Research is conducted in co-operation with the NTNU University Museum, as well as other national and international partners and research networks in Scandinavia, Europe and America. It covers a multitude of topics from early Stone Age to present day. Research topics are used actively in the studies, in the form of teaching and training.
These are projects and researchers in the discipline:
Comparative perspectives on the dynamics of early human approaches to the seascapes of Tierra del Fuego and Norway.
Marine Ventures focuses on the similarities and differences in the cultural developments in the two coastal areas, on different sides of the world, but also with many common features: Seascapes of Patagonia and Scandinavia. The lack of cultural relations between these distant areas implies two completely independent trajectories towards seascapes and marine adaptations, which display a cultural dynamism that is of global archaeological interest.
Reindeer are an important economic, cultural and symbolic resource for societies across the Circumpolar North. Historically, human interactions with reindeer were primarily based on hunting or trapping activities. With the development of reindeer husbandry, humans developed a new, intimate and reciprocal relationship with these animals. Alpine ice patches served as a meeting place for humans and reindeer on hot summer days and were actively used by reindeer herders. Exploring the immaterial and material culture of how alpine ice patches were used in the past, can help us understand new aspects of these relationships.
SPARC focuses on perennial alpine snow patches (PSPs) as long-term hunting environments. In certain regions, PSPs have been shown to contain important prehistoric artefacts, ecofacts and sites. The low-temperature conditions associated with these sites make for excellent preservation allowing organic remains to survive within the ice, sometimes for thousands of years. Many alpine snow patches are now melting away and important cultural and climatic specimens and information are being subjected to exposure and deterioration.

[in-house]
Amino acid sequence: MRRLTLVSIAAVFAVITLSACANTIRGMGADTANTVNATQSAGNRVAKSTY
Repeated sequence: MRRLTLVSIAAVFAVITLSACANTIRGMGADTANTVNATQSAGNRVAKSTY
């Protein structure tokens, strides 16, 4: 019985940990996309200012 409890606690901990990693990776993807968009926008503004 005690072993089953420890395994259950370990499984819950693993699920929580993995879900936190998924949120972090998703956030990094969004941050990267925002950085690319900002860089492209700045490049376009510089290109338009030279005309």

- Inclusive Strategies for using European conflicted heritage
iC-ACCESS assesses the dynamics of competing postwar memories of Nazi, Communist and fascist terror at work in the European space and aims to offer tools which can potentially offer a coherent way of their storytelling that integrates different histories and divergent memories. ‘Heritage as narrative’ is articulated through national experiences and tropes of resistance, collaboration, occupation, and victimhood and perpetration and we consider how these affect and undermine the manner in which heritage is perceived and used in former conflict areas. We do so through transnational analyses of existing narratives relating to campscapes (represented in testimonies, literature, public media, museums, memorials and education), the processes of signification and appropriation and mainstream historical discourses and how they might overshadow complementary, or conflicted perspectives. The first bulletin of the projekt (pdf)
Painful heritage: Cultural landscape of the Second World War
The painful heritage of the Second World War is gradually fading from the Norwegian cultural landscape. The same is true for social memories, with the exception of the dominant and persistent narratives of Norwegian heroism and resistance. Among those whose legacy and heritage have all but vanished include an estimated 150,000 civilians and prisoners of war, mostly from Eastern Europe, who were brought to Norway by Nazi occupiers. Held against their will in some 500 work camps scattered throughout Norway, these individuals provided slave labor for giant German construction projects. Before the War's end, approximately 20,000 of them would perish on Norwegian soil. While the Nazi forts and other military constructions built with use of forced labour not only still exist but also dominate local Norwegian cultural landscapes the POWs and slave labour camps are, with very few exceptions, almost completely effaced.
INQUA Commission for Humans and the Biosphere
Did the cultural and palaeoenvironmental changes in Late Glacial to Middle Holocene Europe come gradual or sudden? Young European researchers in archaeology and palaeoecology are synthesizing evidence from different regions across Europe. They critically assess the relative chronological resolution of these regional records; if and what kinds of evidence they might yield for sociocultural responses to different kinds of palaeoenvironmental change; and whether there is a relationship between certain kinds of palaeoenvironmental change and particular evidence for change in the archaeological record.